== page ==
Ruthie and Andrew
When I was diagnosed with leukemia my daughter, Ruthie, was just two and a half. She has vague memories of our household being turned upside down with worried, hushed conversations and friends and relatives calling A LOT. Because a leading specialist, Dr. Michael Keating from MD Anderson Cancer Center, advised against having treatment right away (something better was coming along), I did not have treatment for more than four years. By then Ruthie was seven. She has vivid memories then of me going off to Houston, accompanied by her mom, for a week of initial treatment and then successive weeks of treatment every month for quite a while back here in Seattle. She also remembers me tired, nauseous and, some days, in bed. The better memory is me participating in a clinical trial that worked and then returning to a full and active life.
Ruthie and I had never really talked about her observations of this until last night. Now, almost 18, Ruthie will be headed to college soon. It’s been a “journey.” As with many teenagers, they can be rebellious and oppositional, at times. But, in most cases, they eventually return to that loving person you remember. Ruthie has been making that return and, as she does, we’ve been talking more.
Last Friday night Ruthie called me in a panic. Read more »
*This blog post was originally published at Andrew's Blog*
By Stacy Beller Stryer, M.D.
We are asking a lot of President Obama. We are asking him to end the wars around the globe, help societies in need, bring jobs and prosperity back to the United States, provide healthcare for all Americans, improve our children’s education, and so on. In his inaugural address, President Obama agreed to tackle many of these issues. We must remember, however, that he is not Superman. He has told us many times, including yesterday, that he cannot make these changes alone but needs the help of all Americans. As he said, “What is required of us now is a new era of responsibility – a recognition on the part of every American, that we have duties to ourselves, our nation and the world …”
Why am I, a pediatrician, discussing an inaugural speech on a website about healthcare? Because, as the President said, each and every one of us has the responsibility of contributing as much as possible to our society and to the world-at-large. As a pediatrician, one of my responsibilities is to guide mothers and fathers toward being the best parents possible. As a parent, each of you has the responsibility of doing the best job you can in raising your children, even before they are born. This means eating well, and refraining from smoking and drinking during pregnancy. It also means providing for them in as many was as possible. This includes, not only giving them appropriate clothing and food, but also stimulating their minds and hearts. It means treating them with respect, acting as positive role models, and teaching them right from wrong – why smoking and having sex as a teen is wrong, why doing well in school is important, and why all people should be treated equal, whether they are black or white, straight or gay, fat or thin. It means boosting your children’s self confidence and letting them know how much you love them. It means becoming involved in activities which help the environment, community, and those in need. And when children become teens, parents must also change their ways – they must learn to recognize when teens need space and when it is time for them to develop their independence.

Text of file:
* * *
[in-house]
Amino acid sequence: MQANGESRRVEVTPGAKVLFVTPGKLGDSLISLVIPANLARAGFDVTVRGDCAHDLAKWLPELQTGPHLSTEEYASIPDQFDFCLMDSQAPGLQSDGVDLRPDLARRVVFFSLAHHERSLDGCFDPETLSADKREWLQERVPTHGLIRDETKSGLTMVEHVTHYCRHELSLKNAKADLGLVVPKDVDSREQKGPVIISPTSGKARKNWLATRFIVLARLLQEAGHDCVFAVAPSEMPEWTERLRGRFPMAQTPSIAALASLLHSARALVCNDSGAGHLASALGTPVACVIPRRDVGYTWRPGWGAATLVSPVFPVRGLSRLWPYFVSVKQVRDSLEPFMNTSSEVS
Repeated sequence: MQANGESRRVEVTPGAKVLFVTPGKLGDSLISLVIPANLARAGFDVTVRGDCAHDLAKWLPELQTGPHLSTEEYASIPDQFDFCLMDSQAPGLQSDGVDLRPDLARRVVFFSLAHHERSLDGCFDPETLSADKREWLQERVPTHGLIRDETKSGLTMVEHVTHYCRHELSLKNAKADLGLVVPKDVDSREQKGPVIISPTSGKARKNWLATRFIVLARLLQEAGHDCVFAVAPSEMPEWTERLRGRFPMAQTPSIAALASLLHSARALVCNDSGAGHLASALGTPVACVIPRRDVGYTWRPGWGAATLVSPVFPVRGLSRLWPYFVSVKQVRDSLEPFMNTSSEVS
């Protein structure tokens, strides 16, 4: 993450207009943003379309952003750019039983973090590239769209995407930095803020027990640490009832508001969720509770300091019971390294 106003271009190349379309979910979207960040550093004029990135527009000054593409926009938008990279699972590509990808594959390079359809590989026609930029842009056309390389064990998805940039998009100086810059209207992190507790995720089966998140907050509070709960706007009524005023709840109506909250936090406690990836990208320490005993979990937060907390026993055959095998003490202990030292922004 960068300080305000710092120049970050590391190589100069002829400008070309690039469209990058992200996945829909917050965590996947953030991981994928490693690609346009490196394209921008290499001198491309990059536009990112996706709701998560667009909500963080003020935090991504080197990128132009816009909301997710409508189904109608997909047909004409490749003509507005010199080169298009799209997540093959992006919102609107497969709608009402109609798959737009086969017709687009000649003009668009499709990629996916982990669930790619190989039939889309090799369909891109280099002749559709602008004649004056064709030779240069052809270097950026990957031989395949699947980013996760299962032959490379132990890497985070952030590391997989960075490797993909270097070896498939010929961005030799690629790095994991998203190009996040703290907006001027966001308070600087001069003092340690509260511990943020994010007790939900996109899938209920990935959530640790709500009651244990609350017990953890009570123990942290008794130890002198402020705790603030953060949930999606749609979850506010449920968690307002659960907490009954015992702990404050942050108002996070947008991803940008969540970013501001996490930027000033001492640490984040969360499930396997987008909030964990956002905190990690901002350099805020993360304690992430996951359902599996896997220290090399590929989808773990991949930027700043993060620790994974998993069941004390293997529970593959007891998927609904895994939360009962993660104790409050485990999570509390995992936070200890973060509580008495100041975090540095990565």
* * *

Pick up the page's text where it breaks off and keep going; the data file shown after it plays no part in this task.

President Obama is certainly asking a lot of us. But I know we can rise to the occasion. By being good parents and role models, we will not only have fulfilled our duties and responsibilities, but we will also have prepared the next generation to do the same. Here’s to President Obama – and to each and every parent in America.